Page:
1. Route. 3
About 8V2 M." to the E. (omn. in 2 hrs., 1 fr. ; one-horse carr. 4-6 fr.)
lies Casciana (462 ft. ; Albergo delle Terme, pens. 8-9 fr. ; Stella, Giap¬
pone, pens. 6-7 fr.), a bathing-resort with chalybeate and sulphur springs
(97° Fahr.) and 1177 inhabitants. Omnibus from (10 M.) Pontedera (p. 10),
on the Florence and Pisa railway, twice daily in 2 hrs., fare 1 fr. ; from
Leghorn in summer on Wed. and Sat. in 3*/2-4 hrs.
17 M. Orciano; 21X/2M. Santa Luce.— 23y2M. Rosignano,
the village of which name is situated on a hill (482 ft.) to the right.
About 51/2 M. to the E. of the station (omn. twice daily in l3/4 hr.)
lies Castellina Marittima (1230 ft. ; Carlo Conti's Imi), on the
Monte Vitalba (2211 f-t.), with alabaster quarries (see p. 11). —
From (28 M.) Vada a branch-line to Leghorn is under construction.
The main line crosses the Cecina, the ancient Caecina.
3IY2 M. Cecina (pop. 5120; Alb- Universo; unpretending café
at the station), where a branch-line to Volterra diverges (see p. 10),
is of modern origin.
35y2M. Bibbona-Casale. The line now approaches the coast.
Populonia (see below) becomes visible to the right, on a chain of
hills projecting into the sea; beyond it, the island of Elba (p. 15).
42 M. Castagneto, the village of which name (636 ft.) stands
on a hill 5 M. to the left. — 47 M. San Vincenzo. — 53x/2 M.
Campiglio Marittima (Alb. della Stazione, R. iy2 fr., with rail.
restaurant); the town, with 5259 inhab. and a ruined castle, lies on
the height (905 ft.) 472 M. to the N.E.
From Campi glia to Piombino, 8V2 M., railway in 32-46 min. (fares
1 fr. 65, 1 fr. 15, 75 e). — 3 M. Poggio, 3i/2 M. to the E. of Populonia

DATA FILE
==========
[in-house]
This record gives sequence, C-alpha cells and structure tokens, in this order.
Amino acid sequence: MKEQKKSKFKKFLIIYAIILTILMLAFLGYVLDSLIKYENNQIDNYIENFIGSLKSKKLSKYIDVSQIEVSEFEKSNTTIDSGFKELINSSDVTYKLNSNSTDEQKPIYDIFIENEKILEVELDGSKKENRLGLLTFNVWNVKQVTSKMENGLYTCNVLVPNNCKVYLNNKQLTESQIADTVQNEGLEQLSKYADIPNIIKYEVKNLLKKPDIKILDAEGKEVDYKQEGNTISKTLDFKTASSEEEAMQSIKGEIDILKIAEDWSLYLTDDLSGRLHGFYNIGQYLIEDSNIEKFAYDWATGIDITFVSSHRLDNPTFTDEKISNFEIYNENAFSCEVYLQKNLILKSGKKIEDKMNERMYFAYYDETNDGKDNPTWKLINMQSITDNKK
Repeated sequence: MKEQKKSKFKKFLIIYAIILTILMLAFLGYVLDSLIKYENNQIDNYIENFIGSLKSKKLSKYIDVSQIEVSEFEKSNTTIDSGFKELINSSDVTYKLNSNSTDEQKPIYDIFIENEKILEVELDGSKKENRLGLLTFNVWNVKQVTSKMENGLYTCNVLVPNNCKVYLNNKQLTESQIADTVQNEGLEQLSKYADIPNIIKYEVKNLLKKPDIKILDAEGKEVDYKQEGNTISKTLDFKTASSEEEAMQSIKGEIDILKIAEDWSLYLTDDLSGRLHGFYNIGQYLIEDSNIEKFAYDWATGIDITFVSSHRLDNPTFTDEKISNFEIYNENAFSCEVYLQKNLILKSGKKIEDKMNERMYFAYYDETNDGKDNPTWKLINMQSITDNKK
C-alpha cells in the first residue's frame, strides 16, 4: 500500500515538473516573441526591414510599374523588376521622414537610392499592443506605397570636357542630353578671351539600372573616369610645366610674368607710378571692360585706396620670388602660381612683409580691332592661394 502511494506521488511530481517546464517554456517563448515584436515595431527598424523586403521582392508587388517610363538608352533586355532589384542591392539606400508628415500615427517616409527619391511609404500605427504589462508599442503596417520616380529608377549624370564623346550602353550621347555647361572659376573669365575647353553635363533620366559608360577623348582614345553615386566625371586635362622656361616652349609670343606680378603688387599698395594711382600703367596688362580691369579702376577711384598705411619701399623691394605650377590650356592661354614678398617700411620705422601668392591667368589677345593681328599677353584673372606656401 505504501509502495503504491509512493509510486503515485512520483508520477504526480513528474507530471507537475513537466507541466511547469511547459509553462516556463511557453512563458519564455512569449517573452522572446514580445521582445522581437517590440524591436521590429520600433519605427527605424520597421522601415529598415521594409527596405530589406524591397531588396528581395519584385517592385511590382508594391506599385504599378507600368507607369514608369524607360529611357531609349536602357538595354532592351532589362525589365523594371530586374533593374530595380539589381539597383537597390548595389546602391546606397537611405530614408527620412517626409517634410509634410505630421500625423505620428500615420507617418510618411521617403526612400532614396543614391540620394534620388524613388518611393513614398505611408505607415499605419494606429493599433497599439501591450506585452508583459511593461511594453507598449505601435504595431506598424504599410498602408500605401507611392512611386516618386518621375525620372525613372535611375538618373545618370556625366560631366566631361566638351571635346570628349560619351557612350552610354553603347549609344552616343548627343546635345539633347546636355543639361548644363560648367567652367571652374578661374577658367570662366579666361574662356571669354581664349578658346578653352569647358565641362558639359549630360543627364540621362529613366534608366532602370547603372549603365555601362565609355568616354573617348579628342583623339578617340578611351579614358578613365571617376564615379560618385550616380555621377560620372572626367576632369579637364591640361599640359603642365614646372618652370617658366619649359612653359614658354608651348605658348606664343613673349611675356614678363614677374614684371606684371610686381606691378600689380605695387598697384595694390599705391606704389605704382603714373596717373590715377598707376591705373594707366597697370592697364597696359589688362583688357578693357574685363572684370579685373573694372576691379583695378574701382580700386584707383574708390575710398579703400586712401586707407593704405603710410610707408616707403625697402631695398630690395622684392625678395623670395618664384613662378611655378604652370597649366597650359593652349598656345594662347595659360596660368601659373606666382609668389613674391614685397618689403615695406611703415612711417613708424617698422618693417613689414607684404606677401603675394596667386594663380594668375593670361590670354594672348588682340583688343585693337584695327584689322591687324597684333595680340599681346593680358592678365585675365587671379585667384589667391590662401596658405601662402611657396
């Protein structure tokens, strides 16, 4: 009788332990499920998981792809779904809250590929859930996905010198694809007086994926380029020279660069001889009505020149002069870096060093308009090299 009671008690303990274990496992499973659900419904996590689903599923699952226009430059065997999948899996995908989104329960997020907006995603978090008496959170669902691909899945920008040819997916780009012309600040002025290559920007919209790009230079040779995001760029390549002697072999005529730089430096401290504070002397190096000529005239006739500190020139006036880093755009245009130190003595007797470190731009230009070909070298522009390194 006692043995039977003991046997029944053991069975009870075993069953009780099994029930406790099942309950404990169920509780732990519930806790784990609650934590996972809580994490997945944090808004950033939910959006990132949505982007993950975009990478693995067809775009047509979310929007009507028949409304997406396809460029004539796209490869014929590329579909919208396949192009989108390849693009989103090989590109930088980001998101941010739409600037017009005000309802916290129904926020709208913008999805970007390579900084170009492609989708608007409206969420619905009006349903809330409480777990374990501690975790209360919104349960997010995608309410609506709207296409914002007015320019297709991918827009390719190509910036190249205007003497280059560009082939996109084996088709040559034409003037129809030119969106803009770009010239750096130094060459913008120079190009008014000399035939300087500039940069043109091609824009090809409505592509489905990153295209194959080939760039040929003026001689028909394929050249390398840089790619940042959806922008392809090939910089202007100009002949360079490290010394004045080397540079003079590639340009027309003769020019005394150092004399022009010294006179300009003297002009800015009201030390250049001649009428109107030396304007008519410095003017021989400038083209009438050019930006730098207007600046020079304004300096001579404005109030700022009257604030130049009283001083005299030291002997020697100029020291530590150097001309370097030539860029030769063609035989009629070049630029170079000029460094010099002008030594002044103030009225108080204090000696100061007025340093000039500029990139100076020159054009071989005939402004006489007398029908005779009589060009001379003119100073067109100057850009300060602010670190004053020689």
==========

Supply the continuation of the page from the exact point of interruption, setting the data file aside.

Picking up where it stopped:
(see below). — 8 M. Portovecchio, with smelting-foundries for the iron
8V2 M. Piombino (*Gr. Hot. Moderno, R. 2-4, D. 3, pens. 8-10 fr. ;
Alb. Italia e Api, R. from 1 fr. 20 e. ; Lloyd's sub-agents, A. Béllettieri
& Co.), a town with 5979 inhab., originally belonged to Pisa, in 1399
became a principality of the Appiani, in 1603 was acquired by Spain, and
then by the family of Boncompagni-Ludovisi, from whom it was wrested
by Napoleon in 1805 in favour of his brother-in-law, the Corsican Felix
Bacciocchi. In 1815 it was assigned to Tuscany. It lies at the S. end
of a wooded promontory, formerly an island but now joined to the
mainland owing to the silting up of the river Cornia. The harbour
commands a grand view of the sea and the island of Elba (p. 15 ; in front
of which rise the cliffs of Cerboli and Palmaiola), of Giglio and the coast,
and Corsica in the distance. — Steamboat to Elba, see p. 14.
A forenoon suffices for a visit to Populonia, the ancient Etruscan
seaport of Pupluna, at the N. end of the peninsula, about 3 hrs. from
Piombino. The shorter route via Monte Massoncello (938 ft.) and through
woods of cork-oaks requires a guide. The town with its mediaeval castle,
situated on a lofty and precipitous hill, is conspicuous from ali sides.
It suffered greatly from a siege by Sulla in 82 B. C. ; in the time of
Strabo it had fallen to decay, and it is now a poor village. In ancient
times the iron of Elba was smelted herc, together with the tin and copper
ores of the neighbouring district which formed the material basis of the
Etruscan art of bronze-founding. The old town-walls (IV2 M. in circum-
ference), which may stili be distinctly traced, are particularly well pre¬
served on the side next the sea; they. consist of huge blocks, approach-
ing the polygonal style. The views towards the land and the sea are
striking and extensive. A few arches, erroneously said to belong to an
amphitheatre, and a reservoir are of Roman origin.